Dispatch — December 4, 2015, 5:31 pm

The End-of-the-World’s Fair

“If a wealthy country won’t contemplate tapering down a relatively new industry, then what are we to say to Kuwait, Iraq, Venezuela, and Saudi Arabia, whose economies rely hugely on fossil fuel?”

Photograph by Darren Aronofsky

Photograph by Darren Aronofsky

What do you say to the woman sitting atop the third biggest carbon bomb on earth? I began by admiring her shoes, chunky bright orange pumps. Then Rachel Notley, the recently elected premier of Alberta, and I sat down on a couple of beige banquettes in the Ikea-furnished upstairs of the media center at the climate conference. Notley’s aide, who set up the interview, presumably hoped I’d talk about her much-lauded climate plan for her province, but I wanted to talk about the Alberta tar sands. Notley, the fifty-one-year-old head of the Alberta New Democratic Party, won election in a surprise victory last spring. But having good energy policy for your own people while unloosing vast quantities of carbon on the rest of the earth is a bit like being a gun manufacturer who goes to a Quaker meeting.

The Alberta tar sands are the third-largest petroleum deposit on earth, and unlike, say, the Saudi hoard, they’re low-grade, filthy, sludgy semi-solid bitumen that takes a lot of water and fossil fuel just to extract and leaves vast quantities of toxic matter behind. If you’ve seen the pictures you know that central Alberta—the tar sands region is the size of New York State—looks like a festering sore in the middle of a belt of boreal forests and rivers. The widely accepted scientific assessment concludes that preventing worst-case-scenario climate changes means keeping 80 to 85 percent of all known reserves of fossil fuel in the ground for the foreseeable future. The climate conference is not negotiating a global climate budget—despite what scientists, activists, and vulnerable countries like Bolivia think—and it’s not addressing production as well as consumption. But when it comes to climate change, the really important thing about Alberta is that gigantic pile of bitumen.

So I asked Notley what about the fact that keeping the world to two degrees (centigrade) of warming pretty much requires keeping the tar sands in the ground. It was a pointedly naïve question, since politicians don’t generally offer to change course dramatically or halt a major industry. But here at the climate conference, with Amazonian tribal people in traditional feather headdresses, island-dwellers and sub-Saharan Africans all speaking bluntly about the death sentence that runaway climate change means for them, their places, and their futures, the question needs to be asked.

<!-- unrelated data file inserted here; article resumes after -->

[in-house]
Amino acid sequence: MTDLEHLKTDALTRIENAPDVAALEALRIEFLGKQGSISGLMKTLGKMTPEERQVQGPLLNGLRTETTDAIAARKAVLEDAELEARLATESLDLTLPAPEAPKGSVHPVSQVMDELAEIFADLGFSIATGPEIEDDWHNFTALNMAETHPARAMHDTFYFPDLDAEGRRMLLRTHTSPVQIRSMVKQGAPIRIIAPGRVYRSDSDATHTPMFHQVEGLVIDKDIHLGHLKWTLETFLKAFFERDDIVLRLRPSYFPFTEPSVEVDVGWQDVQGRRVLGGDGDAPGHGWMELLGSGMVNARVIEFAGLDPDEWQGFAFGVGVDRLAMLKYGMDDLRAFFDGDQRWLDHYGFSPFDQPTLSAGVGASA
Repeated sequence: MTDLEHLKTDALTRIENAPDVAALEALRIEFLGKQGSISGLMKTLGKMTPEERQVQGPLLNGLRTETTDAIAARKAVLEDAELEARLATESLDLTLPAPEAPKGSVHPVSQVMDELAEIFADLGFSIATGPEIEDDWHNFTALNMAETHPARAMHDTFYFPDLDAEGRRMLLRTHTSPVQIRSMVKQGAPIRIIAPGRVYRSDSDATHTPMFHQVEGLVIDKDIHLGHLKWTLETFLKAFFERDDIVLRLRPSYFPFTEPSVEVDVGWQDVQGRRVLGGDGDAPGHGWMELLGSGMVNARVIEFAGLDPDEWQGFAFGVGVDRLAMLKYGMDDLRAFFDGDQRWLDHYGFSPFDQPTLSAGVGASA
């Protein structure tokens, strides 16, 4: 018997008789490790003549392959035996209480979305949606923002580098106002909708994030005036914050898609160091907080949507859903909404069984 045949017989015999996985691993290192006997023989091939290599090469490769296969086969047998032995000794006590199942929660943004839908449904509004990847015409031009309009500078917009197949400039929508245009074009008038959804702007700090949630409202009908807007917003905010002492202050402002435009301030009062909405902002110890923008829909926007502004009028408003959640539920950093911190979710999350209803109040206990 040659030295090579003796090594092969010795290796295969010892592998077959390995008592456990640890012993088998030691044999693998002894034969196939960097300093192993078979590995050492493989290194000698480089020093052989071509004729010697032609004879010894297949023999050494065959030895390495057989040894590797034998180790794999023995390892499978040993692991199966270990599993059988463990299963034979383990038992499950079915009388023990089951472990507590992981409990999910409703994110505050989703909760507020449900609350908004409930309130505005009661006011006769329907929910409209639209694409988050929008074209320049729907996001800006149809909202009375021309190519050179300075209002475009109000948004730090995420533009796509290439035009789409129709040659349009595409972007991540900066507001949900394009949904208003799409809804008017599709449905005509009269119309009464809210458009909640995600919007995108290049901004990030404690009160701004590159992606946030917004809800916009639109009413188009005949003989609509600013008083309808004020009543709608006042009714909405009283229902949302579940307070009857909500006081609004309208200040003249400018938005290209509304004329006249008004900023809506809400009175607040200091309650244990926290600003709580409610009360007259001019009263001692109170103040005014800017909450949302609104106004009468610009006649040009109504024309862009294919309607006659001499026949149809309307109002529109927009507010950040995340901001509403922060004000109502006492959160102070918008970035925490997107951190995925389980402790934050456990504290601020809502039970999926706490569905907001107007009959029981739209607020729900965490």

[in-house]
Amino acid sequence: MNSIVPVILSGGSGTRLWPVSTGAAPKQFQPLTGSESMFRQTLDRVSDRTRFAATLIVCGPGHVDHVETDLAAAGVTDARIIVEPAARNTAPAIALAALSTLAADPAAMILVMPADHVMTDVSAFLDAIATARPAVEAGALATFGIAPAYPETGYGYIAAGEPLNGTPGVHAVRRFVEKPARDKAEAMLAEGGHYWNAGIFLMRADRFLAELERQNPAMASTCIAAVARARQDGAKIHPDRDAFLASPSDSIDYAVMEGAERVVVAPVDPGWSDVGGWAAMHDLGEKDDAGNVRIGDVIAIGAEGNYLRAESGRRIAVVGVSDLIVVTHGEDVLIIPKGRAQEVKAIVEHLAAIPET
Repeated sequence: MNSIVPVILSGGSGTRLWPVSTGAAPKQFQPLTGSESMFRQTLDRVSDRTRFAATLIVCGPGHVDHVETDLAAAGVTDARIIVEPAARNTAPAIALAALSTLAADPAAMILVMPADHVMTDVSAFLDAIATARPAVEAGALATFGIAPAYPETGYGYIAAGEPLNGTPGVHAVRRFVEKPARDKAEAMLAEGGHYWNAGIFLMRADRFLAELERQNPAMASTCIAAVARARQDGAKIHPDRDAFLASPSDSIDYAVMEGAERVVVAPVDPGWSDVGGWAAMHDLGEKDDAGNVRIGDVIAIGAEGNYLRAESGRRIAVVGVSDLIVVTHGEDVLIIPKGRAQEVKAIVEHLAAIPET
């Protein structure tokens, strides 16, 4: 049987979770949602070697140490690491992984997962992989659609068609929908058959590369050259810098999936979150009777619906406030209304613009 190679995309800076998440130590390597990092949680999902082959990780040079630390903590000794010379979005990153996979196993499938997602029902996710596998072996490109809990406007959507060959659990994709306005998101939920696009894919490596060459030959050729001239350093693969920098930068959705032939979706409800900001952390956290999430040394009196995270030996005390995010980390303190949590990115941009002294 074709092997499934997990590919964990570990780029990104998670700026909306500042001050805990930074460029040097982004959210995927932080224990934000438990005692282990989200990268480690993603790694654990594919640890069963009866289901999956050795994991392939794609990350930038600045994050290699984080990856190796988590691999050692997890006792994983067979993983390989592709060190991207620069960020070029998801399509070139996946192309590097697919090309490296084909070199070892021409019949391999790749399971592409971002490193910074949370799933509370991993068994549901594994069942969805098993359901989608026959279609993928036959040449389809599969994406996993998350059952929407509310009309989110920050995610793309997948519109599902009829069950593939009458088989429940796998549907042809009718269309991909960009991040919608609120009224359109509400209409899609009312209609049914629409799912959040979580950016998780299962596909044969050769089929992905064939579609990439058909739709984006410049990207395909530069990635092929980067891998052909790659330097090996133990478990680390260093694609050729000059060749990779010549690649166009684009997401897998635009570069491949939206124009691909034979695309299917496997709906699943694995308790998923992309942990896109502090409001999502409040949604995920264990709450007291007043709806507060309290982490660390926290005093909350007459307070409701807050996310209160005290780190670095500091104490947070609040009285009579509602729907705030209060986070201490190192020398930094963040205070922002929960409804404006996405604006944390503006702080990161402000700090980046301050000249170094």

Notley replied, “I wouldn’t necessarily agree with that. I think it’s a question of pace and I think it’s a question of the technology that goes into the extraction. So you know the fact of the matter is that the world is not going to be off nonrenewable energy. It just isn’t. So the question is whether our supply, which is very stable and very predictable not only in terms of its nature but in terms of its political and administrative context in which it lives, may well continue to be one of the suppliers.”

She added, “Can it be done responsibly? Can it be done in a sustainable way? We are a relatively wealthy and a very progressive jurisdiction and if anybody can be a progressive energy producer my belief is that it’s going to be Alberta.” Which is a completely standard thing for a politician in a petroleum state to say and is also completely insane. There isn’t really a responsible, sustainable way to release vast amounts of carbon to be pumped into the atmosphere. Notley wants the burning of the petroleum extracted in Alberta to be chalked up to someone else’s account, and she wants credit for plans to make the process more efficient—that is, to burn less oil to get this oil—and to cap emissions in Alberta at one hundred megatonnes per year, which allows for continued industry expansion.